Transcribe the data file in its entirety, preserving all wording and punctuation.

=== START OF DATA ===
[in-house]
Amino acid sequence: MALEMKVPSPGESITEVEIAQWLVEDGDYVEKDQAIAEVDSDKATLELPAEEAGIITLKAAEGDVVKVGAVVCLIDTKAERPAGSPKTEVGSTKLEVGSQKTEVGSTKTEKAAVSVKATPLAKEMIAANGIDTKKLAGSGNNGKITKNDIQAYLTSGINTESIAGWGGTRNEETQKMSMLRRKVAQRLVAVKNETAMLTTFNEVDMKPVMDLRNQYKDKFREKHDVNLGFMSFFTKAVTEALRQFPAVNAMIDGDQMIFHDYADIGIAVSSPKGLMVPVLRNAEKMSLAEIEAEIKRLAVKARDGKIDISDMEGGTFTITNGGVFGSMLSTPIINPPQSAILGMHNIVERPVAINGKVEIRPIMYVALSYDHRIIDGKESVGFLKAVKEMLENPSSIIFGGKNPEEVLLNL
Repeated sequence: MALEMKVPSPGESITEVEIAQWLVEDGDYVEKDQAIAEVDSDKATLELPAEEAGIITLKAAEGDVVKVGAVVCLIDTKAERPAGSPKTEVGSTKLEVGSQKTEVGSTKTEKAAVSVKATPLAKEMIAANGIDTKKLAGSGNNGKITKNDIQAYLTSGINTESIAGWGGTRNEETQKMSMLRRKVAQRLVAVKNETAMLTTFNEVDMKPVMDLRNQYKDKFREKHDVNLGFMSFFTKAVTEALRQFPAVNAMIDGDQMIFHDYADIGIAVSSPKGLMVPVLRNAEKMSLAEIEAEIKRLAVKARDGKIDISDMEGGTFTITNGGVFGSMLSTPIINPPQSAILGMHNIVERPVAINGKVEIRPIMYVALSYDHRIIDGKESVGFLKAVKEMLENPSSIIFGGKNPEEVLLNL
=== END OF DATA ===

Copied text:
[in-house]
Amino acid sequence: MALEMKVPSPGESITEVEIAQWLVEDGDYVEKDQAIAEVDSDKATLELPAEEAGIITLKAAEGDVVKVGAVVCLIDTKAERPAGSPKTEVGSTKLEVGSQKTEVGSTKTEKAAVSVKATPLAKEMIAANGIDTKKLAGSGNNGKITKNDIQAYLTSGINTESIAGWGGTRNEETQKMSMLRRKVAQRLVAVKNETAMLTTFNEVDMKPVMDLRNQYKDKFREKHDVNLGFMSFFTKAVTEALRQFPAVNAMIDGDQMIFHDYADIGIAVSSPKGLMVPVLRNAEKMSLAEIEAEIKRLAVKARDGKIDISDMEGGTFTITNGGVFGSMLSTPIINPPQSAILGMHNIVERPVAINGKVEIRPIMYVALSYDHRIIDGKESVGFLKAVKEMLENPSSIIFGGKNPEEVLLNL
Repeated sequence: MALEMKVPSPGESITEVEIAQWLVEDGDYVEKDQAIAEVDSDKATLELPAEEAGIITLKAAEGDVVKVGAVVCLIDTKAERPAGSPKTEVGSTKLEVGSQKTEVGSTKTEKAAVSVKATPLAKEMIAANGIDTKKLAGSGNNGKITKNDIQAYLTSGINTESIAGWGGTRNEETQKMSMLRRKVAQRLVAVKNETAMLTTFNEVDMKPVMDLRNQYKDKFREKHDVNLGFMSFFTKAVTEALRQFPAVNAMIDGDQMIFHDYADIGIAVSSPKGLMVPVLRNAEKMSLAEIEAEIKRLAVKARDGKIDISDMEGGTFTITNGGVFGSMLSTPIINPPQSAILGMHNIVERPVAINGKVEIRPIMYVALSYDHRIIDGKESVGFLKAVKEMLENPSSIIFGGKNPEEVLLNL